June 24, 2007
June 24, 2007
June 27, 2007
12.417.1 - 12.417.9
Creating Flexible and Distinct Engineering Technology Programs
The College of Engineering, Technology, and Architecture (CETA) has re-discovered within its technology programs curricular flexibilities that are now being used to attract and retain more students. Students are increasingly aware of the need to broaden their skill base upon graduation and recognize the need to compete for employment on a global scale. This paper describes the Flex Advantage Plan (FAP) at CETA that precisely targets opportunities for complementary areas of study and encourages students to design custom educational plans. FAP lays out specific tracks that add distinction and uniqueness to program majors by presenting students with educational choices. Students can add depth in a chosen discipline and/or pursue another area of study.
All engineering technology programs within CETA feature professional electives. Students use elective courses as tools to achieve expanded educational goals and objectives. If electives are chosen properly, students can develop a technical concentration, earn a two-year associates degree or graduate with a minor in another program. The more popular non-technical minors are those in Business in the areas of Entrepreneurial Studies, Management, Marketing or Business Administration.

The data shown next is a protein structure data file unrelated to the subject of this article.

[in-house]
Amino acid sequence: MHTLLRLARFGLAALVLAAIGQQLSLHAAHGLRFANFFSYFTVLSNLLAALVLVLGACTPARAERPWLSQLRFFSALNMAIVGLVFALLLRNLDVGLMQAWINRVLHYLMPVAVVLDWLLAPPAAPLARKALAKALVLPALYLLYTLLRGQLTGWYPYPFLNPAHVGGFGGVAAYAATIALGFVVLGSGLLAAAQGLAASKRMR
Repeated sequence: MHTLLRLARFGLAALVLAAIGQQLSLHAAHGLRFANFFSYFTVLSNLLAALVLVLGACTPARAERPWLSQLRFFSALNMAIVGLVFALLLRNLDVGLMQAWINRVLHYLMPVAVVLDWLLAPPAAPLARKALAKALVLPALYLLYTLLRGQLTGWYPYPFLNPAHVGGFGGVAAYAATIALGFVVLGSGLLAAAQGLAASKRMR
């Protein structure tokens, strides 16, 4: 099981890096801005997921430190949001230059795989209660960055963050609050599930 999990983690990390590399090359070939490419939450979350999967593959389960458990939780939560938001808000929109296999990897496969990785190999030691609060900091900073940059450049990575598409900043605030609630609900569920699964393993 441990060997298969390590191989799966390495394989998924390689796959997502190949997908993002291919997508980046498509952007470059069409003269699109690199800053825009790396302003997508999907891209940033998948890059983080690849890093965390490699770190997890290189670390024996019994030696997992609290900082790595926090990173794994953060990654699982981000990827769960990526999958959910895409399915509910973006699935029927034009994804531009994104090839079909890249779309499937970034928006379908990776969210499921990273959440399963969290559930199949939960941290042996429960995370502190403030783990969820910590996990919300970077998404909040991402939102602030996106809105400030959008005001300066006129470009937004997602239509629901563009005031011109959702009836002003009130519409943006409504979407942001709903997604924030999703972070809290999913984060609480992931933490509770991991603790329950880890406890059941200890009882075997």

Curriculum flexibility has long been used in the advising process to enhance learning opportunities. We have expanded this beyond advising and have incorporated FAP into our marketing collateral, open house recruiting events, orientation sessions and as a means to engage and retain first-year students. In this paper, we share the specifics of FAP and how it is successfully being used to capture student interest, grow participation, and improve their prospects for lifelong career success.
Our affiliation is with the University of Hartford which has 4,700 full-time and 880 part-time undergraduate students enrolled as of the fall 2006. We are members of the College of Engineering, Technology and Architecture (CETA) that has a population of about 760 undergraduate students out of which 420 are enrolled in engineering technology (ET) programs. According to recent ASEE statistics, The University of Hartford is ranked fourteenth in the total number of students enrolled. Within CETA, there are three departments that collectively support five four-year ET undergraduate programs:
Architectural Engineering Technology (AET) in the Architecture Department Audio (AuET), Electronic (EET) and Computer Engineering Technology (CET) in the Electrical & Computer Engineering Department Mechanical Engineering Technology (MET) in Mechanical Engineering Department
Girouard, J., & Milanovic, I., & Eppes, T. (2007, June), Creating Flexible And Distinct Engineering Technology Programs Paper presented at 2007 Annual Conference & Exposition, Honolulu, Hawaii. https://peer.asee.org/1503
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